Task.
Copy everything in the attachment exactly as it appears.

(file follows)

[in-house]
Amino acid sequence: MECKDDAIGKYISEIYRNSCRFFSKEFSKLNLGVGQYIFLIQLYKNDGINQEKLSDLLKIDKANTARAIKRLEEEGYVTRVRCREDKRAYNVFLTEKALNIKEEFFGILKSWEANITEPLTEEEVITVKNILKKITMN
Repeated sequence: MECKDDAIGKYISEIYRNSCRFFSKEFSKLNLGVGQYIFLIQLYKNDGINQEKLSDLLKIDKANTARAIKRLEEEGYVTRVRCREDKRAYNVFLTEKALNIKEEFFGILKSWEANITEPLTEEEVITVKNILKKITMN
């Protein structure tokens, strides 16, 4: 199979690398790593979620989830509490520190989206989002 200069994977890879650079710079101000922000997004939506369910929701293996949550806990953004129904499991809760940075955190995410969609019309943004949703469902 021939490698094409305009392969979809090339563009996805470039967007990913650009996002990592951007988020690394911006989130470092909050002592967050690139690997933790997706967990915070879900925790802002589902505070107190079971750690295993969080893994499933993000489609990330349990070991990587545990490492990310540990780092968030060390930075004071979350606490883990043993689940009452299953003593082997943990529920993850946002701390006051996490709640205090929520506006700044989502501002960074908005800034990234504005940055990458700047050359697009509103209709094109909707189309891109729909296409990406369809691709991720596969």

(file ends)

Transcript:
[in-house]
Amino acid sequence: MECKDDAIGKYISEIYRNSCRFFSKEFSKLNLGVGQYIFLIQLYKNDGINQEKLSDLLKIDKANTARAIKRLEEEGYVTRVRCREDKRAYNVFLTEKALNIKEEFFGILKSWEANITEPLTEEEVITVKNILKKITMN
Repeated sequence: MECKDDAIGKYISEIYRNSCRFFSKEFSKLNLGVGQYIFLIQLYKNDGINQEKLSDLLKIDKANTARAIKRLEEEGYVTRVRCREDKRAYNVFLTEKALNIKEEFFGILKSWEANITEPLTEEEVITVKNILKKITMN
């Protein structure tokens, strides 16, 4: 199979690398790593979620989830509490520190989206989002 200069994977890879650079710079101000922000997004939506369910929701293996949550806990953004129904499991809760940075955190995410969609019309943004949703469902 021939490698094409305009392969979809090339563009996805470039967007990913650009996002990592951007988020690394911006989130470092909050002592967050690139690997933790997706967990915070879900925790802002589902505070107190079971750690295993969080893994499933993000489609990330349990070991990587545990490492990310540990780092968030060390930075004071979350606490883990043993689940009452299953003593082997943990529920993850946002701390006051996490709640205090929520506006700044989502501002960074908005800034990234504005940055990458700047050359697009509103209709094109909707189309891109729909296409990406369809691709991720596969």